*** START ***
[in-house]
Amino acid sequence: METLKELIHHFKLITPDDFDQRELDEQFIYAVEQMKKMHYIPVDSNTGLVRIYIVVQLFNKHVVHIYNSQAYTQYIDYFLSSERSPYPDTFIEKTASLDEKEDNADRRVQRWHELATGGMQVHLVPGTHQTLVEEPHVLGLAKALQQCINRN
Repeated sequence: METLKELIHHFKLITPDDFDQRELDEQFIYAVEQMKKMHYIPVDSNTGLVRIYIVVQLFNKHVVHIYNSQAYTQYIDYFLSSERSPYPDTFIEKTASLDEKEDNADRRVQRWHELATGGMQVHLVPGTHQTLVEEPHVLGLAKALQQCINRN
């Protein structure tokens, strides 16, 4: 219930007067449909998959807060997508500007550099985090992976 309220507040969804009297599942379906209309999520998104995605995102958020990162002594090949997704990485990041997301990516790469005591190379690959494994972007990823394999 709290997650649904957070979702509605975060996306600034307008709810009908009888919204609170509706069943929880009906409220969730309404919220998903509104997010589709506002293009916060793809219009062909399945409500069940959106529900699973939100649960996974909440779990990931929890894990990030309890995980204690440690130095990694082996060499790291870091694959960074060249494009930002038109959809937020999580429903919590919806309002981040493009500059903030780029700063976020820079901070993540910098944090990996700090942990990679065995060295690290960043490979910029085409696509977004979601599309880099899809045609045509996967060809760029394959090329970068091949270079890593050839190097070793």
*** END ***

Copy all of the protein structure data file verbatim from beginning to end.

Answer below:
[in-house]
Amino acid sequence: METLKELIHHFKLITPDDFDQRELDEQFIYAVEQMKKMHYIPVDSNTGLVRIYIVVQLFNKHVVHIYNSQAYTQYIDYFLSSERSPYPDTFIEKTASLDEKEDNADRRVQRWHELATGGMQVHLVPGTHQTLVEEPHVLGLAKALQQCINRN
Repeated sequence: METLKELIHHFKLITPDDFDQRELDEQFIYAVEQMKKMHYIPVDSNTGLVRIYIVVQLFNKHVVHIYNSQAYTQYIDYFLSSERSPYPDTFIEKTASLDEKEDNADRRVQRWHELATGGMQVHLVPGTHQTLVEEPHVLGLAKALQQCINRN
């Protein structure tokens, strides 16, 4: 219930007067449909998959807060997508500007550099985090992976 309220507040969804009297599942379906209309999520998104995605995102958020990162002594090949997704990485990041997301990516790469005591190379690959494994972007990823394999 709290997650649904957070979702509605975060996306600034307008709810009908009888919204609170509706069943929880009906409220969730309404919220998903509104997010589709506002293009916060793809219009062909399945409500069940959106529900699973939100649960996974909440779990990931929890894990990030309890995980204690440690130095990694082996060499790291870091694959960074060249494009930002038109959809937020999580429903919590919806309002981040493009500059903030780029700063976020820079901070993540910098944090990996700090942990990679065995060295690290960043490979910029085409696509977004979601599309880099899809045609045509996967060809760029394959090329970068091949270079890593050839190097070793």